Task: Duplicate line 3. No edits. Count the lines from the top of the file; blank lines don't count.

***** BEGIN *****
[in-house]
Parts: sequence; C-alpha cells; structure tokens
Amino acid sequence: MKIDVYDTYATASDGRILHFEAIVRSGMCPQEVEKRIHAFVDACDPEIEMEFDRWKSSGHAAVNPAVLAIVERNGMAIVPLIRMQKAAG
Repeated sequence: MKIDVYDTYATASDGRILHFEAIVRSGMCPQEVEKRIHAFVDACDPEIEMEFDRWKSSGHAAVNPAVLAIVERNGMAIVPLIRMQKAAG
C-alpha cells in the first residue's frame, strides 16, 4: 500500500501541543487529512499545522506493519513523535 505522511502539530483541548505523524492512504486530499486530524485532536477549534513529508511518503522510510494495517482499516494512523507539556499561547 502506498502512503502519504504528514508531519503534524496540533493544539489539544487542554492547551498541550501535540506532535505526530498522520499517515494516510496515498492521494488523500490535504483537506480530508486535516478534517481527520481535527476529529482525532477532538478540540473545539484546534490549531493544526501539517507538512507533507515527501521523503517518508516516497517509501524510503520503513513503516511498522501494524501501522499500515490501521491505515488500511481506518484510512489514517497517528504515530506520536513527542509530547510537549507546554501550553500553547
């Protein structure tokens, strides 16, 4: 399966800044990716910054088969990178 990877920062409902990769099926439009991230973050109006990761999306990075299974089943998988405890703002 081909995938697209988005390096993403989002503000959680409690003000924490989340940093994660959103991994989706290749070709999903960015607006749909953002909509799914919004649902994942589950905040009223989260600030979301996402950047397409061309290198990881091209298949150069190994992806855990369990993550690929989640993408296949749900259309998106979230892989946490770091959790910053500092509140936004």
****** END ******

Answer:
Amino acid sequence: MKIDVYDTYATASDGRILHFEAIVRSGMCPQEVEKRIHAFVDACDPEIEMEFDRWKSSGHAAVNPAVLAIVERNGMAIVPLIRMQKAAG